Muhammad Ali: An American Muslim
Muhammad Ali, the greatest boxer this world has ever known, is no more. The fact that he is gone is difficult to come to terms with. For years Ali was renowned as a larger than life figure, the Greatest as he would call himself, and the demise of a man of such a high stature is surely a void that can never be filled.
In the world of sports, Muhammad Ali will forever be known as the boxing legend who won 56 bouts over the period of a 21-year career. In popular culture, he will be remembered as the man who was not afraid when it came to speaking his mind — someone who was not shy of talking about things unrelated to boxing, and would always take the right stand.
But these are not the only reasons why the world will miss Muhammad Ali.
Back in 1964, Cassius Marcellus Clay Jr changed his name to Muhammad Ali: “Cassius Clay is a slave name. I didn’t choose it, and I didn’t want it. I am Muhammad Ali, a free name – it means beloved of God – and I insist people use it when speaking to me and of me.”
He was, at that time, one of the most high-profile Americans to convert to Islam. As a Muslim, Ali could free himself from the racial bias for which American society in the 1960s was known. Islam offers no room for racism — “Indeed, there is no superiority of an Arab over a non-Arab, nor of a non-Arab over an Arab, nor of a white over a black, nor a black over a white, except by piety and good action.” (Prophet Muhammad PBUH) This provided Muhammad Ali with the opportunity to be truly independent.
Ali would then become involved with the Nation of Islam, but eventually, in 1975, he left NOI and turned towards mainstream Sunni Islam.
Muhammad Ali risked his career and reputation by opposing the US-Vietnam War. Furthermore, he refused to serve in the US Army and in the process, was accused of committing a felony.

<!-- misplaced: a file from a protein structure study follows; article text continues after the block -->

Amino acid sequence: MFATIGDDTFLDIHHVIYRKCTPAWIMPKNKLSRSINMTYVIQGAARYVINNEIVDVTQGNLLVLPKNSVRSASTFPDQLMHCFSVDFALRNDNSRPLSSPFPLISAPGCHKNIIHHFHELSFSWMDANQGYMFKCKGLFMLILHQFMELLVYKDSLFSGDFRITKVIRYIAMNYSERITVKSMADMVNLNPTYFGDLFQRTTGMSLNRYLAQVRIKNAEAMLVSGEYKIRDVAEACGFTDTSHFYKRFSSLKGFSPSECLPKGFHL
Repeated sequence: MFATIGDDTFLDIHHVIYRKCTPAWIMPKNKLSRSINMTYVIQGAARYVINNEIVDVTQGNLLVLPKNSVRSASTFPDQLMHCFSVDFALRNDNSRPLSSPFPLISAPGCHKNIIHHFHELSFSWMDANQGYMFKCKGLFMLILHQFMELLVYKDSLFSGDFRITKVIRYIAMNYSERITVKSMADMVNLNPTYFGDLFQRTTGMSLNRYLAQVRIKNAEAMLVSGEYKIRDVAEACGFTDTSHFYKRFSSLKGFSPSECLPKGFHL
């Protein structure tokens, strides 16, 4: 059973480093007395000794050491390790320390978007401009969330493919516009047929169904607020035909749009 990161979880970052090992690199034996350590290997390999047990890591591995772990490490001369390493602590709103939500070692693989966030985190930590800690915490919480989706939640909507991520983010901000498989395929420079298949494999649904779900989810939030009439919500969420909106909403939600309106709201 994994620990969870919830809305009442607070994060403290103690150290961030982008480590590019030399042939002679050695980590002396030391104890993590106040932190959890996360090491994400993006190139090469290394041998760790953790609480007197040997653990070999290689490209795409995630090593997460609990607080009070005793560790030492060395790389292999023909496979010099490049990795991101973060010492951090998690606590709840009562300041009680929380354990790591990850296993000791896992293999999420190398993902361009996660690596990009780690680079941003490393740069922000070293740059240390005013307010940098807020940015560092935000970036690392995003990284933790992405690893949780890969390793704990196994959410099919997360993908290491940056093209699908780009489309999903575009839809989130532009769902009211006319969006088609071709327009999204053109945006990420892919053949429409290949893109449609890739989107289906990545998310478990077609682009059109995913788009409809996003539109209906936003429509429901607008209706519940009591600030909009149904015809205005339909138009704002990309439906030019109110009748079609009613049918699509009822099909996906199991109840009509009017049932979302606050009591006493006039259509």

His reasons were simple. The Vietnam War was a proxy war to propagate US hegemony in Asia, and Ali wanted to have nothing to do with it. As he stated: “I ain’t got no quarrel with them Viet Cong—no Viet Cong ever called me nigger. Why should they ask me to put on a uniform and go 10,000 miles from home and drop bombs and bullets on brown people while so-called Negro people in Louisville are treated like dogs?”
The above statement provided fuel for many people to oppose the military draft. Compelling civilians and soldiers to enter into a war just to satisfy the ambitions of the ruling class was surely not something for which Ali wanted to be known.
Ali was then stripped of his titles and had his boxing license suspended. The US Supreme Court later overturned this decision, but by that time, Ali had lost four years of his boxing career.
However, while it did damage his boxing career, Muhammad Ali’s refusal to take part in the War had deep-reaching effects on the social level.
I do not weep simply for the death of Ali because death is an inevitable fact, and Muhammad Ali lived an illustrious life. He was a boxer par excellence, a social reformer, a fighter, and obviously, a Muslim.
It was his status as a Muslim that urged him to correct misconceptions about Islam and raise awareness among the masses. When Donald Trump suggested banning Muslims from the USA, it was Muhammad Ali who stood tall against this ridiculous concept.
I weep because Ali was universally loved. Every single time Islamophobia rose in the West, with people questioning Muslims everywhere, he would be there to prove the haters wrong. No one, truly no one, could despise or hate Ali as “that extremist Muslim.”
I weep because now that Muhammad Ali is no more, the list of Muslims whom the world does not hate has grown even shorter.
Whether it be his in-ring career, or his refusal to be a part of the US invasion of Vietnam, or his life as a Muslim, Muhammad Ali stood up for ideas he believed in. Even to this day, criticizing your country’s foreign policy can have disastrous effects. But Ali was one of the very few brave hearts who had the courage to criticize US foreign policy back in the 1960s.
Now that he is gone, this world is left with memories, and a void that cannot be filled. In Ali’s own words: “I won’t miss fighting, fighting will miss me.”